On the basis of these laboratorial discoveries, clinicians increasingly pay attention to the possible biological characteristics of stromal DCN in the prognoses of some common malignances, including breast cancer (11-17). The present evidences for the prognostic significance of stromal DCN expression in breast cancer can only be found in four investigations. In our meta-analysis, the cohort study conducted by Cawthorn et al. (17) was finally excluded because of the following two reasons. First, the major objective of this study was to assess the prognostic significance of epithelial DCN expression rather than stromal DCN expression in breast cancer. Second, the endpoints in this study were OS and DFS but the DFS outcomes from multivariate analysis were not shown. Notably, one issue exciting our interests is the complete conflict between the conducted outcomes from this study and the pooled outcomes of our meta-analysis. Cawthorn et al. (17) conclude that high DCN expression in malignant epithelium is significantly associated with worse prognosis in breast cancer patients. But the DCN expression in stromal tissues of breast cancer seems to predict higher survival rates in most of the relevant studies, which is also supported by our meta-analysis. DCN is generally considered as a component of ECM but it also exists in epithelial cells. However, far fewer researches provide eligible evidences revealing the differences in the biological functions of DCN expression between epithelium and stromal cells. Current investigations suggest that the dysregulation of angiogenesis and abnormal epithelial cell responses may be directly correlated with the impacts of DCN which was mainly expressed surrounding the epithelial cells (45). However, the relevant molecular mechanisms remain unclear until now, possibly due to the complicated interactions between DCN and the multiple components of ECM with cell surface receptors. The involvement of DCN expression in epithelial cells is still open to more investigations in the future.
Although the pooled analyses indicate that positive expression of stromal DCN can significantly predict the good prognosis of breast cancer, few of available evidences cannot be ignored for the accurate interpretation of this conclusion. On the one hand, the summarized outcomes may be not so convincing due to the limited availability of included studies. On the other hand, the publication bias may be not efficiently identified, although it may be not so necessary to test publication bias when less than 10 studies included in meta-analysis.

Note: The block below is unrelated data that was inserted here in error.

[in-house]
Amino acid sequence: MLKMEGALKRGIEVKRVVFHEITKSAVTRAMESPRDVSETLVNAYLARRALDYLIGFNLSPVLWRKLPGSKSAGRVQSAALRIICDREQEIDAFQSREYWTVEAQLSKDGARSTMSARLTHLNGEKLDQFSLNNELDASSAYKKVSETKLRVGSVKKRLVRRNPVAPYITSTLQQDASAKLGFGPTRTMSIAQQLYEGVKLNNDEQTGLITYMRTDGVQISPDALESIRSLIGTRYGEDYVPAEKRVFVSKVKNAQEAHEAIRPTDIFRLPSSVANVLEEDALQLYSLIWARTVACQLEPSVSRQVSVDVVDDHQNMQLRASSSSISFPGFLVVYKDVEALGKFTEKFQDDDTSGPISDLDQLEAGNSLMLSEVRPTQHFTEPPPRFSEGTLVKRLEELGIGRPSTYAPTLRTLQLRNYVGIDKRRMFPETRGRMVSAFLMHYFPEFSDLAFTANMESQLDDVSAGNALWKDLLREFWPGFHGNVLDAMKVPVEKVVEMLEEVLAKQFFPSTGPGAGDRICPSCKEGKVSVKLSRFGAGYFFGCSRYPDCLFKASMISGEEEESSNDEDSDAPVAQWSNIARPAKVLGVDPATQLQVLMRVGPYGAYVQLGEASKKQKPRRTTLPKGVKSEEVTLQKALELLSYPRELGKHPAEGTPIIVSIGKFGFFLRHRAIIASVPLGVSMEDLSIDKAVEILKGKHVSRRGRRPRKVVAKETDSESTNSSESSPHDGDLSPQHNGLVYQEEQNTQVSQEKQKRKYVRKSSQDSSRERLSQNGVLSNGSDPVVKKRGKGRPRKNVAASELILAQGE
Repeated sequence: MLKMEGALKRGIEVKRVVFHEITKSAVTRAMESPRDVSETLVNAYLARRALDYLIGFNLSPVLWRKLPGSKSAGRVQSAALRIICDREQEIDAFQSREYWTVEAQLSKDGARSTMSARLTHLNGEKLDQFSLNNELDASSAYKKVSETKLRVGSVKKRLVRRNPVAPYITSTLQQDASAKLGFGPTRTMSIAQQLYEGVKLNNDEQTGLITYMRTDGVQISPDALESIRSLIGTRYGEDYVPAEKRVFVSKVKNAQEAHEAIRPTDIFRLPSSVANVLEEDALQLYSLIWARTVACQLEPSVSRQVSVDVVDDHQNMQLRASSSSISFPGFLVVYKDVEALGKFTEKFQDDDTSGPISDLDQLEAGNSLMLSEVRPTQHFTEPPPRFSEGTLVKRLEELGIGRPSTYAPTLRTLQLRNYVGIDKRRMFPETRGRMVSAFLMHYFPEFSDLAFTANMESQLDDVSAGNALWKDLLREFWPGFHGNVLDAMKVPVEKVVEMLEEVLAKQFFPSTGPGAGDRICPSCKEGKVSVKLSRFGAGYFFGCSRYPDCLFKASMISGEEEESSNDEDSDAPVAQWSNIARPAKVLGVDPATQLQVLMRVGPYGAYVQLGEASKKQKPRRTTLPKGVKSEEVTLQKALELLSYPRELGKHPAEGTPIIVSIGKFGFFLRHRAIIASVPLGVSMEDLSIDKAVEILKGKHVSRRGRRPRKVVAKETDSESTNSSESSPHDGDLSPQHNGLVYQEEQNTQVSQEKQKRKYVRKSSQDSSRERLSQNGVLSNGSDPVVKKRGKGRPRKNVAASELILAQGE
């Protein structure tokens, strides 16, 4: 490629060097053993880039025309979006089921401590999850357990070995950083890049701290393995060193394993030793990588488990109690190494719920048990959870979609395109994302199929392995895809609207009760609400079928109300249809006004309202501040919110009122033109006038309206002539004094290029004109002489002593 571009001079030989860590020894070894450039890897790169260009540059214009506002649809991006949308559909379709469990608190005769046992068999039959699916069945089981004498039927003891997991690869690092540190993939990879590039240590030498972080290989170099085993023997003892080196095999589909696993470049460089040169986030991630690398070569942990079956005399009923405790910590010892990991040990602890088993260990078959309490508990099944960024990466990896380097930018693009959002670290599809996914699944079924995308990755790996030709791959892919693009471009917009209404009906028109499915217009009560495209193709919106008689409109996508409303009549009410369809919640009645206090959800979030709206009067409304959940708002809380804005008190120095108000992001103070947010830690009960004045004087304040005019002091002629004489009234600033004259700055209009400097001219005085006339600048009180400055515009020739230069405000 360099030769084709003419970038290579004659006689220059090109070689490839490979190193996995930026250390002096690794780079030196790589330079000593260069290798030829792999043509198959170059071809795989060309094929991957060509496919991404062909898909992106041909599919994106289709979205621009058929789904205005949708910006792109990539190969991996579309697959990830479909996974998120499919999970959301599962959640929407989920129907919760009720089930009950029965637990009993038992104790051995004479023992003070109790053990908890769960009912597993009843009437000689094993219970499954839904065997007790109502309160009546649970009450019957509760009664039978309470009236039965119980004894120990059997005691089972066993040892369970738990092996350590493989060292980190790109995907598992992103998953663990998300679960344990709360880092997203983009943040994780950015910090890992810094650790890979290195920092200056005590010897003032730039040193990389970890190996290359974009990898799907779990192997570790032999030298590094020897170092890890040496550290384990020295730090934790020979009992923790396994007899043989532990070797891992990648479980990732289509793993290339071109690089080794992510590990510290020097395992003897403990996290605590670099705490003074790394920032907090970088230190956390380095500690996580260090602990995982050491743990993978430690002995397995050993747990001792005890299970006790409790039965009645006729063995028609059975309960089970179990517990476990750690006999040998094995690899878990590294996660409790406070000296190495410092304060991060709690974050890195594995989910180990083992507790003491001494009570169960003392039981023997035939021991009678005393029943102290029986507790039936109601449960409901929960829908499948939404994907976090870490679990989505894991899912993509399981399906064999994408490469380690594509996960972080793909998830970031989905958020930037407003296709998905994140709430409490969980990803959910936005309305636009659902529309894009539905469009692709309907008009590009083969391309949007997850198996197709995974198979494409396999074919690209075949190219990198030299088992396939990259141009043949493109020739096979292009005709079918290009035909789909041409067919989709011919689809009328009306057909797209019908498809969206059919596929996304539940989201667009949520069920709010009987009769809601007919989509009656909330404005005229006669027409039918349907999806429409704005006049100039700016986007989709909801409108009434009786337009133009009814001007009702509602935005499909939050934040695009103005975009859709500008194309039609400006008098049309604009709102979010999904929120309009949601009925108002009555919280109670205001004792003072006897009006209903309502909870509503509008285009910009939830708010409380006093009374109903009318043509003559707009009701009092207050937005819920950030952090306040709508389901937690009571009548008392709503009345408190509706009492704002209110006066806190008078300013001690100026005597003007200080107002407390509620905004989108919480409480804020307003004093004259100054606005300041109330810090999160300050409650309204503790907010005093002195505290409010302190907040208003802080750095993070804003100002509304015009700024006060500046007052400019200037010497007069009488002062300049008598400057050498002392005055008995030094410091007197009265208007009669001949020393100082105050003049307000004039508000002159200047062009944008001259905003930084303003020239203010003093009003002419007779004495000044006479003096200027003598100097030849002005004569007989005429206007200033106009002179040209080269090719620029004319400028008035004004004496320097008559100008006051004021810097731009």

To resolve this issue and draw conclusions as accurate as possible based on the present evidences, we applied the following two strategies during the literatures retrieval and statistical analysis. First, the key words included in the searching strategies covered all of the possible descriptive forms of “breast cancer” and “decorin” (see Supplementary data 2). Besides, we searched four universal electronic databases and allowed the literatures in non-English languages. Second, the previous meta-analyses addressing the prognostic value of cancer biomarkers usually combine the results from univariate analysis and multivariate analysis together. In our meta-analysis, we classified the available data according to their statistical sources and pooled them separately. The final conclusion describing the prognostic value of DCN in breast cancer would be drawn, only when consistent pooled outcomes were obtained from both univariate analysis and multivariate analysis. Therefore, we recognize that the great homogeneity of included studies in this meta-analysis may reveal the feasibility and rationality of these two strategies, which contribute to accurately confirm the relationship between stromal DCN expression and the prognosis of breast cancer. Even so, the validity of our summarized outcomes is still urgently required to be further evaluated in the updated systematic reviews pooling more included studies in the future.
Finally, some limitations exist in our meta-analysis and they should be acknowledged. First, the pooled analysis were based on only 917 enrolled samples from six included observational studies. Lack of enough evidences may cause adverse effects on the validity of summarized outcomes. Second, uniform cut-off definitions and detecting methods may be the major confounding factors affecting the final results. Third, we only searched one Chinese native database except the other three universal English databases, although no limitations of language were applied. The possible included studies from the native databases in other languages such as French, Spanish or Russian may be missed for our meta-analysis. Finally, we found the included studies in our meta-analysis all came from the non-Asian nations. Thus, oncologists should judiciously evaluate the generality of our summary outcomes in the clinical settings of China.
In conclusion, the integrated outcomes of our meta-analysis indicate that high stromal DCN expression can significantly predict the good prognosis in patients with breast cancer. The small number of the present evidences may cause few influences on the validity of this conclusion. Therefore, the discoveries from our meta-analysis should better be confirmed in the updated review pooling more associated studies in the future.
We thank the assistance of the staff in the Department of Thoracic Surgery, West China Hospital, Sichuan University.
Conflicts of Interest: The authors have no conflicts of interest to declare.
Supplementary data 1
Supplementary data 2
Summary of electronic literature search
The search strategy in CNKI database is not displayed here because of the Chinese words using in the retrieval details.